Bureij (Palestinian Territories) (AFP) – As the colorful balloons floated into the evening sky of Gaza, there was a piercing crackle of gunfire.
A few moments earlier, the balloons had been launched by a group of masked young Palestinian men huddled near the Al-Bureij refugee camp.
They attached explosives to the weapon before driving them towards Israel.
Israeli troops along the border tried to lower the device, but the balloons continued to float.
Explosives tied to balloons and dragons first appeared in Gaza as a weapon ruled by the Islamist group Hamas during intense protests in 2018 when the devices drifted across the border daily and thousands of fires in Israeli farms and communities caused.
The Palestinians at the time said they wanted to promote constant fear and misery among the Israelis as a punishment for the debilitating 13-year blockade of the Jewish state in the Gaza Strip that the United Nations identified as the main cause of increasing poverty in the Strip.
Israel blamed Hamas for the balloon attacks, which ended after both sides reached secret deals to ease the blockade in exchange for calm.
But hostilities have increased again since US President Donald Trump released his controversial Middle East peace plan last month.
The plan sparked outrage among the Palestinians, who saw it as a wish list for Israel’s goals.
As tensions increased, Gazans once again aimed rocket fire and mortars at Israel, which usually struck back in the Strip with air strikes on Hamas positions.
And along with traditional weapons, the Gazans again sent air-laden balloons across the border.
“We are not afraid and will return to balloons despite threats to attack,” Abu Hamza, one of the young men preparing the equipment, told AFP.
– “create victims” –
Like many other things in the Gaza Strip, the weapon of balloons is the work of many political groups.
The young men in Al-Bureij camp said five large groups were involved in balloons, including ideological divisions.
Hamas, its ally Islamic Jihad and three other militant parties have special balloon launching units, the smallest of which has around 180 members.
But Israel blames Hamas for all hostile actions that come from the Gaza Strip.
Tensions have eased somewhat since Monday, when a delegation from Egypt, a longstanding mediator between Hamas and Israel, visited Gaza to negotiate calm.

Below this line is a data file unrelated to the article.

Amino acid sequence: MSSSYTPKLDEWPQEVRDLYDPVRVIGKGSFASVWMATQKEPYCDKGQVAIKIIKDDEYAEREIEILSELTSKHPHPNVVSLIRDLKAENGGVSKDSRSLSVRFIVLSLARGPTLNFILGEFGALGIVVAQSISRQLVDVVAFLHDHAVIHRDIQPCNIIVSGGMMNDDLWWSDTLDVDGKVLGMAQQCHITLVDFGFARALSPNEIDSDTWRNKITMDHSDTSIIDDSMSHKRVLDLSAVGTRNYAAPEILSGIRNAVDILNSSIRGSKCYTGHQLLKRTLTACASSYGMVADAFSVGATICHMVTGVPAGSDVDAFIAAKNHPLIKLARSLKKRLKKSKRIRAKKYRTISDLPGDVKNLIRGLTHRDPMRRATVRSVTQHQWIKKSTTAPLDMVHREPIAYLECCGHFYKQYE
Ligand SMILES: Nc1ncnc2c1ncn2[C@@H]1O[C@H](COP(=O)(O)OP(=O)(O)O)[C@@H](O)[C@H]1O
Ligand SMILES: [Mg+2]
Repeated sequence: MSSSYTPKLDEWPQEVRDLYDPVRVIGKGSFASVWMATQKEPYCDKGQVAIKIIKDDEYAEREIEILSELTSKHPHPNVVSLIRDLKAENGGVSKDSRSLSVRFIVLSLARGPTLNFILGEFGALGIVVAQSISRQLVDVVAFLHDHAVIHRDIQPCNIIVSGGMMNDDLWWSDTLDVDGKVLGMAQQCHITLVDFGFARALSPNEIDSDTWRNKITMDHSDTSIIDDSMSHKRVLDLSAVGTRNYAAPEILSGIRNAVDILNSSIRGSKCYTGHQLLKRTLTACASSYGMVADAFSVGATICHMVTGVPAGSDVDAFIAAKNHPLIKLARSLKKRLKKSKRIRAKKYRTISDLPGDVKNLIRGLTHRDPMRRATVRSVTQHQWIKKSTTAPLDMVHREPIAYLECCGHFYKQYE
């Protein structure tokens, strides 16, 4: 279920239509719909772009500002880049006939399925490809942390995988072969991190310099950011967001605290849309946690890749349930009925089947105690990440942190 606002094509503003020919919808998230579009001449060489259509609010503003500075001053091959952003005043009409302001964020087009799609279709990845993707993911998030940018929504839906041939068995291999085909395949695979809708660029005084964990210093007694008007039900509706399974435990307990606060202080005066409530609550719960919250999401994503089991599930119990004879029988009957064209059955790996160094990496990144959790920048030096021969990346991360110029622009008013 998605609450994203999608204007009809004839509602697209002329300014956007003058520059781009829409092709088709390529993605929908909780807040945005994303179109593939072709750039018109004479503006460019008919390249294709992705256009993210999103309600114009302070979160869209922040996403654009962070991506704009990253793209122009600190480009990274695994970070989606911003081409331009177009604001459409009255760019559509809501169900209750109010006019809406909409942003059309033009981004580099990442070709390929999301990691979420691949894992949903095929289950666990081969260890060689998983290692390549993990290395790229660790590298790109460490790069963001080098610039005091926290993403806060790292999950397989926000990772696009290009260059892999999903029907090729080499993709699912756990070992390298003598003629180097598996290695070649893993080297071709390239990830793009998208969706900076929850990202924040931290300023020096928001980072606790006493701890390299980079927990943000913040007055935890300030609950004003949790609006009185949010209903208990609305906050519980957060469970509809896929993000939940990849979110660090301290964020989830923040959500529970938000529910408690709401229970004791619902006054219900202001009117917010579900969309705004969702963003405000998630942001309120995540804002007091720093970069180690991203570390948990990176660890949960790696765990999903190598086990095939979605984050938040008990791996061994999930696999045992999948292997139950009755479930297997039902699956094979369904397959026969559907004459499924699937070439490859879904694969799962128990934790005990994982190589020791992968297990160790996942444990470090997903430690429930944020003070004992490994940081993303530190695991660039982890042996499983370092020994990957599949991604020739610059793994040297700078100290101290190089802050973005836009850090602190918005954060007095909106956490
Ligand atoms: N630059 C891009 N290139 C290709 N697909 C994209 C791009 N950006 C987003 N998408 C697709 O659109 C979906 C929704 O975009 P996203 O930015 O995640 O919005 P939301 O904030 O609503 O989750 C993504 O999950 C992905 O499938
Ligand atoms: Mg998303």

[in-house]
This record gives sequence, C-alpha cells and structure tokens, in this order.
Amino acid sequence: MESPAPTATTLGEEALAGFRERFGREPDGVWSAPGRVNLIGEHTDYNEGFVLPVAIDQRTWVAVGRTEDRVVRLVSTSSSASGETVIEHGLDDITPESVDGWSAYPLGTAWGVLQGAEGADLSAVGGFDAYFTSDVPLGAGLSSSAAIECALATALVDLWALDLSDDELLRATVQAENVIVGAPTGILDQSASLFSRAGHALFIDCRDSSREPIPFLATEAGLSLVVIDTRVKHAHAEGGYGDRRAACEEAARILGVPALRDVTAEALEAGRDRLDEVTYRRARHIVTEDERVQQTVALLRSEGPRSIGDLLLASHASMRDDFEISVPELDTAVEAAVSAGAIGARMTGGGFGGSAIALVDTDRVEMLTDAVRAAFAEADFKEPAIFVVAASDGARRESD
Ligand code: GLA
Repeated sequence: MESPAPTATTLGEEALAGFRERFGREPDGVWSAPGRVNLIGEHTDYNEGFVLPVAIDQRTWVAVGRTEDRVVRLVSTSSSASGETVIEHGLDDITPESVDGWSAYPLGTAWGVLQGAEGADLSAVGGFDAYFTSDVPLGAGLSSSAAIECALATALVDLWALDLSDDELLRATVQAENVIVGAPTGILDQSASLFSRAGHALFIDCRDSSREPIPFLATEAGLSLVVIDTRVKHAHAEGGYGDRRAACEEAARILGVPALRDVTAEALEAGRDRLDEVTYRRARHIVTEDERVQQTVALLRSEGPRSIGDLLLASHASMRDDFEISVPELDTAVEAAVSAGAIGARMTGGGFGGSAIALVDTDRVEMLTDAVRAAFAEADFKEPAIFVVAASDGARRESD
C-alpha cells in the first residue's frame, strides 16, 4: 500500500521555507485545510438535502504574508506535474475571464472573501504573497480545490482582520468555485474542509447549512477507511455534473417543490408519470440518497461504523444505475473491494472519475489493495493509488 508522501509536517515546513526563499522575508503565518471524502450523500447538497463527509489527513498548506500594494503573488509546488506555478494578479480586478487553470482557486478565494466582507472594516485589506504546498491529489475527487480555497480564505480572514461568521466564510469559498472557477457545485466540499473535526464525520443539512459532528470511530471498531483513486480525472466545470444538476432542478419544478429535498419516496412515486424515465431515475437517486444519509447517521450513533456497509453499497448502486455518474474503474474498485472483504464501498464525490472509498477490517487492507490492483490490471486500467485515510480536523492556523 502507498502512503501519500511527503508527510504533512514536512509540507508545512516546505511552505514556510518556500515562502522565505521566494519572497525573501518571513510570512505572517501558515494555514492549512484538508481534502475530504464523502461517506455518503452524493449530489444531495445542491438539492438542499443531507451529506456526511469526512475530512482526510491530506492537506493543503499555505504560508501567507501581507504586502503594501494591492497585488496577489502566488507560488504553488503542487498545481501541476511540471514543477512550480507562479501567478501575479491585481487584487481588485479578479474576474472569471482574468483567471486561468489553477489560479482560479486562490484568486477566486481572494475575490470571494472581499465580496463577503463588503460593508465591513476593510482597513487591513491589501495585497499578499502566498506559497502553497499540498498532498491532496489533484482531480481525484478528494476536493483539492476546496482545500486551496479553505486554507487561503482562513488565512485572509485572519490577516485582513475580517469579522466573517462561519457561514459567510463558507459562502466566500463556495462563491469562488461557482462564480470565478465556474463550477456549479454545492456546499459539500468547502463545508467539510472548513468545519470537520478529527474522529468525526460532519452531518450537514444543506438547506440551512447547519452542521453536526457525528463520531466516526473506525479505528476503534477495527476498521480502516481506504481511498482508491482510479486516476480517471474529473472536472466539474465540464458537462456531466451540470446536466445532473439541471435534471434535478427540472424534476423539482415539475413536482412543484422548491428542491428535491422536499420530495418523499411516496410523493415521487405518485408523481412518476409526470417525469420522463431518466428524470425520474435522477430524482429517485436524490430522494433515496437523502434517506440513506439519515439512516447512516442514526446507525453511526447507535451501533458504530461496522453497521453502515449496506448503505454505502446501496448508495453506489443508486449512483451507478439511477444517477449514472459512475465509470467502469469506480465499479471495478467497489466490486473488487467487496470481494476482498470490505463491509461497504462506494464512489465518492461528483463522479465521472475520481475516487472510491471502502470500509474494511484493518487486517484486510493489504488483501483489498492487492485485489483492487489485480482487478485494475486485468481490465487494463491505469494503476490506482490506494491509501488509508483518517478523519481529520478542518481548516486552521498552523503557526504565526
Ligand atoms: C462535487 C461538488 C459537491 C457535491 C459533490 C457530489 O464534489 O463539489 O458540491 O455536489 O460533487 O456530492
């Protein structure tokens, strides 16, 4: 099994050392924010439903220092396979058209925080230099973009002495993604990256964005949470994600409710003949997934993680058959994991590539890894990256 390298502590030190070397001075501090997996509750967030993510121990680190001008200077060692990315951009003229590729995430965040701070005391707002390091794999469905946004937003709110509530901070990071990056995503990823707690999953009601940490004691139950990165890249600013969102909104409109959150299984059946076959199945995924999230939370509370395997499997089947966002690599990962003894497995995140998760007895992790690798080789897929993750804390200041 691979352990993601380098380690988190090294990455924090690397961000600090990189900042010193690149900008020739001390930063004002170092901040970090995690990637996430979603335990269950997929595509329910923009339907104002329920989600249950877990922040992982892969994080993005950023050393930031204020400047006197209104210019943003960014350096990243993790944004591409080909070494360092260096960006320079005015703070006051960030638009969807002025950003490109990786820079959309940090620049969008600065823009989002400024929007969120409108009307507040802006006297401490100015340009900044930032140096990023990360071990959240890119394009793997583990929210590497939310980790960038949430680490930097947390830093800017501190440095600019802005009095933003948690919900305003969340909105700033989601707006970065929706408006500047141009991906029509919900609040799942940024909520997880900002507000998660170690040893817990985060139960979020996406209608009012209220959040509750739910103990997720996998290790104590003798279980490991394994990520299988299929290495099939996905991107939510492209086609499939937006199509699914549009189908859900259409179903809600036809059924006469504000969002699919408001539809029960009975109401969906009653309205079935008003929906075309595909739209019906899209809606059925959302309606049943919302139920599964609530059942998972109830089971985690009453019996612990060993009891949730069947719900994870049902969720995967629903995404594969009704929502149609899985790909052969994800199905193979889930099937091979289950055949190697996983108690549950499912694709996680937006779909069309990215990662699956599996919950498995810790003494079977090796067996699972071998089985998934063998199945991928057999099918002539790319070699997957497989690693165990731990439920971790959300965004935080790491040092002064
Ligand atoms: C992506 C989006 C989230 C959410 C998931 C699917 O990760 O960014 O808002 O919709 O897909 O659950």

But even when the Egyptian delegation was in town, the men in the tent inflated balloons and prepared explosives.
Group leader Abu Malek said the fire part of the weapon was “Yassin,” a 900-gram device named after Hamas founder Sheikh Ahmed Yassin, who was murdered by Israel in 2004.
He told AFP that Israeli kibbutzes (agricultural collectives) are a regular target and that the devices can reach Beersheba, about 50 kilometers (31 kilometers) from Gaza.
“We launch this missile to claim victims among soldiers and in homes,” he said.
Israel has sometimes attempted to attack the balloon assembly teams with air strikes or tanks, but this is difficult because the groups move quickly and the Israeli armed forces could potentially enter Gaza.
In December Israel presented a prototype of a laser called “Light Blade” that could prove effective against balloons. However, it is not clear when the technology will be ready for use.
– “Rudimentary devices” –
Hamas official Khalil al-Hayya told journalists that there was no official decision to resume ballooning after the fragile ceasefire.
The young people decided to “independently launch balloons to pressure the (Israeli) garrison to end its blockade,” he said.
Abu Hamza of the militant group of Salah al-Din descendants told AFP that his faction had independently decided a month ago to resume the attacks.
Palestinian political analyst Jamal Al-Fadi said the balloons “infuriate Israel because they are rudimentary and not traditional weapons.”
But he said he expected the balloons to stop if Egypt gave a lasting calm.
In the meantime, they continue to fly. On Thursday afternoon, Israeli media reported that several balloons had swum to the Israeli city of Sderot, landed near a school, and panicked residents had fled to bomb protection rooms.
Abu Hamza confirmed that his group would receive instructions from the military and political leaders.
“When a decision comes to stop it, we stop it,” he said.